HIV prevalence and behavioral and psychosocial factors among transgender women and cisgender men who have sex with men in 8 African countries: A cross-sectional analysis

Tonia Poteat, Benjamin Ackerman, Daouda Diouf, Nuha Ceesay, Tampose Mothopeng, Ky Zerbo Odette, Seni Kouanda, Henri Gautier Ouedraogo, Anato Simplice, Abo Kouame, Zandile Mnisi, Gift Trapence, L. Leigh Ann van der Merwe, Vicente Jumbe, Stefan Baral

Research output: Contribution to journalArticlepeer-review

45 Scopus citations


Introduction: Sub-Saharan Africa bears more than two-thirds of the worldwide burden of HIV; however, data among transgender women from the region are sparse. Transgender women across the world face significant vulnerability to HIV. This analysis aimed to assess HIV prevalence as well as psychosocial and behavioral drivers of HIV infection among transgender women compared with cisgender (non-transgender) men who have sex with men (cis-MSM) in 8 sub-Saharan African countries. Methods and findings: Respondent-driven sampling targeted cis-MSM for enrollment. Data collection took place at 14 sites across 8 countries: Burkina Faso (January–August 2013), Côte d’Ivoire (March 2015–February 2016), The Gambia (July–December 2011), Lesotho (February–September 2014), Malawi (July 2011–March 2012), Senegal (February–November 2015), Swaziland (August–December 2011), and Togo (January–June 2013). Surveys gathered information on sexual orientation, gender identity, stigma, mental health, sexual behavior, and HIV testing. Rapid tests for HIV were conducted. Data were merged, and mixed effects logistic regression models were used to estimate relationships between gender identity and HIV infection. Among 4,586 participants assigned male sex at birth, 937 (20%) identified as transgender or female, and 3,649 were cis-MSM. The mean age of study participants was approximately 24 years, with no difference between transgender participants and cis-MSM. Compared to cis-MSM participants, transgender women were more likely to experience family exclusion (odds ratio [OR] 1.75, 95% CI 1.42–2.16, p < 0.001), rape (OR 1.95, 95% CI 1.63–2.36, p < 0.001), and depressive symptoms (OR 1.30, 95% CI 1.12–1.52, p < 0.001). Transgender women were more likely to report condomless receptive anal sex in the prior 12 months (OR 2.44, 95% CI 2.05–2.90, p < 0.001) and to be currently living with HIV (OR 1.81, 95% CI 1.49–2.19, p < 0.001). Overall HIV prevalence was 25% (235/926) in transgender women and 14% (505/3,594) in cis-MSM. When adjusted for age, condomless receptive anal sex, depression, interpersonal stigma, law enforcement stigma, and violence, and the interaction of gender with condomless receptive anal sex, the odds of HIV infection for transgender women were 2.2 times greater than the odds for cis-MSM (95% CI 1.65–2.87, p < 0.001). Limitations of the study included sampling strategies tailored for cis-MSM and merging of datasets with non-identical survey instruments. Conclusions: In this study in sub-Saharan Africa, we found that HIV burden and stigma differed between transgender women and cis-MSM, indicating a need to address gender diversity within HIV research and programs.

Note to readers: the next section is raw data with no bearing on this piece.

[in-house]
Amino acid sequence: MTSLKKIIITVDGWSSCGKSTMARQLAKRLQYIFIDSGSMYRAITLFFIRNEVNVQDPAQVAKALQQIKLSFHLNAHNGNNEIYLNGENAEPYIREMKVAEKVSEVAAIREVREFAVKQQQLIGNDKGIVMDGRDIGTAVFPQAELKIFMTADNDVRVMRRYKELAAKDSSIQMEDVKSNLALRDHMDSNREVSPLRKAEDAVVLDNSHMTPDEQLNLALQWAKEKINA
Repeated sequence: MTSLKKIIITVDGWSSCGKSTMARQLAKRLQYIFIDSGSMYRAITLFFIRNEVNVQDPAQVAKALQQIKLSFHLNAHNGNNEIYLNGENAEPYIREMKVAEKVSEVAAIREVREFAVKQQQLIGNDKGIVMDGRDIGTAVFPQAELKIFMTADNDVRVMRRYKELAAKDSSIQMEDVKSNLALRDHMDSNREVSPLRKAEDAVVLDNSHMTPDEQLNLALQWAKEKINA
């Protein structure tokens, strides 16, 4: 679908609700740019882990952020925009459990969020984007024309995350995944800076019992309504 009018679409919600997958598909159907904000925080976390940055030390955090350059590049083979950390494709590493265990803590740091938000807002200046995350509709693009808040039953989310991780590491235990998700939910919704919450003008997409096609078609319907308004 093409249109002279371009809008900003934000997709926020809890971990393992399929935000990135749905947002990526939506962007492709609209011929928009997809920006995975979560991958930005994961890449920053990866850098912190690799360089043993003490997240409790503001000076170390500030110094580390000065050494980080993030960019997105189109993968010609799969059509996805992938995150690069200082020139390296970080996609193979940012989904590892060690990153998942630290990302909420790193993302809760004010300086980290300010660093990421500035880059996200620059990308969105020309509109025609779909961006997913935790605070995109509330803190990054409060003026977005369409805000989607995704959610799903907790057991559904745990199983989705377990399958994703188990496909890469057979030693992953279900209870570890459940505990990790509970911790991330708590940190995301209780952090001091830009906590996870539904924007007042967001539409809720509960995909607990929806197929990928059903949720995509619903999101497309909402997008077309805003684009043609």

Original languageEnglish (US)
Article numbere1002422
JournalPLoS medicine
Issue number11
StatePublished - Nov 2017

ASJC Scopus subject areas

  • General Medicine


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